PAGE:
Mandatory Arrest? Domestic Violence Cases

Mandatory Arrest in Domestic Violence Cases: A Criminal Defense Lawyer’s Perspective. Why did Someone Get Arrested for Domestic Violence and Taken to Jail?

If you or a loved one has been arrested for a crime involving Domestic Violence, sometimes it is not so clear why the police officers decided to arrest one party.  On “wobblier” cases (cases where the facts do not clearly support arrest or charges), police officers arrest because (1) Washington is a mandatory arrest state where officers have been held civilly liable for not taking action and (2) Washington is a pro victim label state, in statute, politics and law.  What this means is if someone is labeled a victim, rightly or wrongly, the system will bend in his or her direction.

Mandatory Arrest                         

Regardless of what city or town you are in, whether you are in Seattle, Redmond, Everett or Olympia … whether you are a civilian or in any branch of the armed services, it doesn’t matter: Washington state law requires all state police officers to make an arrest and take someone to jail if they believe they have probable cause to determine who was the primary aggressor in an act of domestic violence that involves any physical violence; or, at minimum, fear involving imminent serious bodily injury, and the event happened within the last 4 hours.  The law does not require visible injuries, nor does it distinguish between felonies and misdemeanors.  RCW 10.31.100(2)(c). In short, whether or not it is fair, if someone is present and police find by probable cause (a surprisingly low standard) they were the primary aggressor in a domestic incident within the last 4 hours, that person is going to jail.

Though the law allows the police or sheriff to arrest both parties involved in an incident, in all of the State of Washington domestic criminal cases our attorneys | lawyers have handled and represented during the investigation stage, we have only seen a police officer do this once and we have read a number of police reports where they arguably should have done so.  Unfortunately, there is significant legal and political pressure on police officers to take some action because the law that usually gives them immunity for acting in good faith was pierced for policy reasons in Roy v. Everett, 118 Wn.2d 352, p.2d 1084 (1992).  It can be argued that the effect of this case is that now officers are more prone to arresting someone rather than being found liable for failing to protect an alleged victim, even when there are questions as to the victim’s honesty or the facts surrounding the story. An unanticipated problem of this is once an officer arrests someone, it is human nature to write a report substantiating a decision and this can lead to the omission or mischaracterization of facts.   Overcoming this presumption in domestic violence cases is complicated as once the arresting officer chooses a “victim”, as any attempt to minimize this label will be characterized as attempting to further “victimize” the victim.  We have successfully redirected many cases, but doing so takes patience, a delicate touch and a lot of experience with these kinds of dynamics.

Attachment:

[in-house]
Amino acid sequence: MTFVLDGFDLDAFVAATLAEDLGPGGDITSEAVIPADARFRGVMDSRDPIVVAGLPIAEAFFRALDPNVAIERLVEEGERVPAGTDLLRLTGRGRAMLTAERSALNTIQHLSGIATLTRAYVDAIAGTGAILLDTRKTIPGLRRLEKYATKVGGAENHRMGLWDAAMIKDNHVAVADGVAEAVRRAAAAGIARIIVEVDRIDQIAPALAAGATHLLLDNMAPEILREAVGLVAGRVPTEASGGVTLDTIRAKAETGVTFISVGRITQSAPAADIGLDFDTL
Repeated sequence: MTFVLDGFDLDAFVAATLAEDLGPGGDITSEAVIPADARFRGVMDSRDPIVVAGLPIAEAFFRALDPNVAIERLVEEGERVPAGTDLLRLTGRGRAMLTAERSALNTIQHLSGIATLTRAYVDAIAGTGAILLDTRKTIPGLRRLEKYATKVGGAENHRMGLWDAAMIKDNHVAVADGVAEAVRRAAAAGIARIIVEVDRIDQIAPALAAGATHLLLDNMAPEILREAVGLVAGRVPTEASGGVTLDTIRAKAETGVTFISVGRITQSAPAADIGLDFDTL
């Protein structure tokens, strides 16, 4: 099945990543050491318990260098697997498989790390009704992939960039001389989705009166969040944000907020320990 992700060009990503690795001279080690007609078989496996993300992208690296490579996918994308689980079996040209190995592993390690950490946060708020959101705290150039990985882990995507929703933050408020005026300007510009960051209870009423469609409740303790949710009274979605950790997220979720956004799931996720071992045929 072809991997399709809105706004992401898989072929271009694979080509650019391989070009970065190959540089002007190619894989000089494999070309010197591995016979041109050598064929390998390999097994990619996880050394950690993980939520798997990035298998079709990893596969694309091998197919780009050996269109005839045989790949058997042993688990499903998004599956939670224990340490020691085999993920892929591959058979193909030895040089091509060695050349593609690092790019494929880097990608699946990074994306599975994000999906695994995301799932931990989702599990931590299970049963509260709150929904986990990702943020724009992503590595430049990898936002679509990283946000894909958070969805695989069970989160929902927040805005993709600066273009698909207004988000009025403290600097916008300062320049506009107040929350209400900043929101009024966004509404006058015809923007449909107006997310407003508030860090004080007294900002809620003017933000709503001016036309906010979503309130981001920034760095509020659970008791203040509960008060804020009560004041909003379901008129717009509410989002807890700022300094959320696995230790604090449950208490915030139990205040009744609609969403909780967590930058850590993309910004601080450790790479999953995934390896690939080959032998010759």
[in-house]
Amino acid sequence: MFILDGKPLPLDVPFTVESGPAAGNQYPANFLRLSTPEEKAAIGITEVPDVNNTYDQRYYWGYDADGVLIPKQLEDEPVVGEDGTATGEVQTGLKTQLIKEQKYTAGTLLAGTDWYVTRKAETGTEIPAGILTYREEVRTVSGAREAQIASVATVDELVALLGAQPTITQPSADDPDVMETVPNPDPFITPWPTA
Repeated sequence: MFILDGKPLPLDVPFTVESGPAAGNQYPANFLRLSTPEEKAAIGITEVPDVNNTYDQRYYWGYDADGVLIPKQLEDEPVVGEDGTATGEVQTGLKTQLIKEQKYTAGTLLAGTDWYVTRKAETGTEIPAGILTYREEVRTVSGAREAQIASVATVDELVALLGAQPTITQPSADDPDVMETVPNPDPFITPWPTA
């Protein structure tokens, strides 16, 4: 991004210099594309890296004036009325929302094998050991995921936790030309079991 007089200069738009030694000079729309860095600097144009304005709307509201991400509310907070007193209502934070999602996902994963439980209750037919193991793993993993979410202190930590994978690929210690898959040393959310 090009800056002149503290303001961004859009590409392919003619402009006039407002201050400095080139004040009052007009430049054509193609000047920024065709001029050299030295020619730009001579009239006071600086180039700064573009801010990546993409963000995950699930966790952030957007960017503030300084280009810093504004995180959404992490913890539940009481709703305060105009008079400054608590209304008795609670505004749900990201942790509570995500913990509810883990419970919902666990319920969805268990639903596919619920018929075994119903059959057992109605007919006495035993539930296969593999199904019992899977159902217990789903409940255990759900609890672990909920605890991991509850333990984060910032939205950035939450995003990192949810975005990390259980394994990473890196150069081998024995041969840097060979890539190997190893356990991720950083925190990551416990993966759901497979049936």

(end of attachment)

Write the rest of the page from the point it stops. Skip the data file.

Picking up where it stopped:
For a deeper discussion of the problems surrounding the arrest and defense of domestic violence cases, read What is Domestic Violence and Self Defense in Domestic Violence Cases.

So what does this all mean?

The consequences of these policies are that a person can be arrested on a quick and/or biased judgment call by police erring on the side of caution based on mandatory arrest laws.  Also, in general, reports are written to substantiate the arrest.  Whether there was adequate investigation into the facts surrounding the case or other circumstances relevant is not considered at the arrest stage.  Our best advice: follow the officer’s advice when he arrests you: “Anything you do or say can be used against you”.   Stop talking, you’re not going to talk your way out of it and you run the very real risk of having your words taken out of context.  Hold it together till you or your family hires a lawyer and you can speak with him about the Consequences of Arrest in a domestic violence case and what you should do.

The criminal defense lawyers | attorneys in our office have handled an enormous number of complicated cases in the criminal arena over the course of our criminal law careers. We are a unique blend of courtroom experience, knowledge, skills and temperament. Our lawyers know criminal cases are rarely as simple as the police reports claim and our clients hire us because they want staunch and effective counsel who takes the time to make sure their rights are protected. Whether our role is as legal counsel, negotiator, or litigator, we have years of experience fighting and resolving criminal cases with our clients’ best interests in mind.

Robert Rhodes

With a successful background in law, courtrooms, wrestling, rugby and jujitsu, Robert Rhodes’s nature is well-suited for argument and litigation. Mr. Rhodes knows how to talk clearly and directly to his clients, adversaries and to the Court. His common sense, straight talk and experience put his clients immediately at ease. Mr. Rhodes does not do anything half way and you will sense this when you meet him. Read more >>